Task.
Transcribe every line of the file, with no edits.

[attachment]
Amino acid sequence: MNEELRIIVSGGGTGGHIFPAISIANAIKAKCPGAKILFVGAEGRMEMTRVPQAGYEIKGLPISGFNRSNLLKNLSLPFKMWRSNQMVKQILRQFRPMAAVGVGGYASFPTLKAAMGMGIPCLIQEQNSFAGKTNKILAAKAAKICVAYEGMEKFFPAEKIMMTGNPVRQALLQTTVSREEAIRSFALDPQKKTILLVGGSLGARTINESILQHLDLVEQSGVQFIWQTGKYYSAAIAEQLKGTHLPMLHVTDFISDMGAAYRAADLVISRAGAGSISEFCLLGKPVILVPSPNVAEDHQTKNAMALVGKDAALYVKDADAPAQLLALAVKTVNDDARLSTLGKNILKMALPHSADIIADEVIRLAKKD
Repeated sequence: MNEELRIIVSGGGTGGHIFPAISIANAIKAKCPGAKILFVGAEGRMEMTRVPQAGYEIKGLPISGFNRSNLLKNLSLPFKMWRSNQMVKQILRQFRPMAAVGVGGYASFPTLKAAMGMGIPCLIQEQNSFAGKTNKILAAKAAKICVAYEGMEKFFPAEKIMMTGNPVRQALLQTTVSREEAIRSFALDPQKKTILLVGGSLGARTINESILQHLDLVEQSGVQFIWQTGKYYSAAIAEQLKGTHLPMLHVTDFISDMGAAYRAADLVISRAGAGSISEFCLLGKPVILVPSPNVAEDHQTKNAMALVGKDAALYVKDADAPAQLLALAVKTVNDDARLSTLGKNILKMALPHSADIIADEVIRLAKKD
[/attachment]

Amino acid sequence: MNEELRIIVSGGGTGGHIFPAISIANAIKAKCPGAKILFVGAEGRMEMTRVPQAGYEIKGLPISGFNRSNLLKNLSLPFKMWRSNQMVKQILRQFRPMAAVGVGGYASFPTLKAAMGMGIPCLIQEQNSFAGKTNKILAAKAAKICVAYEGMEKFFPAEKIMMTGNPVRQALLQTTVSREEAIRSFALDPQKKTILLVGGSLGARTINESILQHLDLVEQSGVQFIWQTGKYYSAAIAEQLKGTHLPMLHVTDFISDMGAAYRAADLVISRAGAGSISEFCLLGKPVILVPSPNVAEDHQTKNAMALVGKDAALYVKDADAPAQLLALAVKTVNDDARLSTLGKNILKMALPHSADIIADEVIRLAKKD
Repeated sequence: MNEELRIIVSGGGTGGHIFPAISIANAIKAKCPGAKILFVGAEGRMEMTRVPQAGYEIKGLPISGFNRSNLLKNLSLPFKMWRSNQMVKQILRQFRPMAAVGVGGYASFPTLKAAMGMGIPCLIQEQNSFAGKTNKILAAKAAKICVAYEGMEKFFPAEKIMMTGNPVRQALLQTTVSREEAIRSFALDPQKKTILLVGGSLGARTINESILQHLDLVEQSGVQFIWQTGKYYSAAIAEQLKGTHLPMLHVTDFISDMGAAYRAADLVISRAGAGSISEFCLLGKPVILVPSPNVAEDHQTKNAMALVGKDAALYVKDADAPAQLLALAVKTVNDDARLSTLGKNILKMALPHSADIIADEVIRLAKKD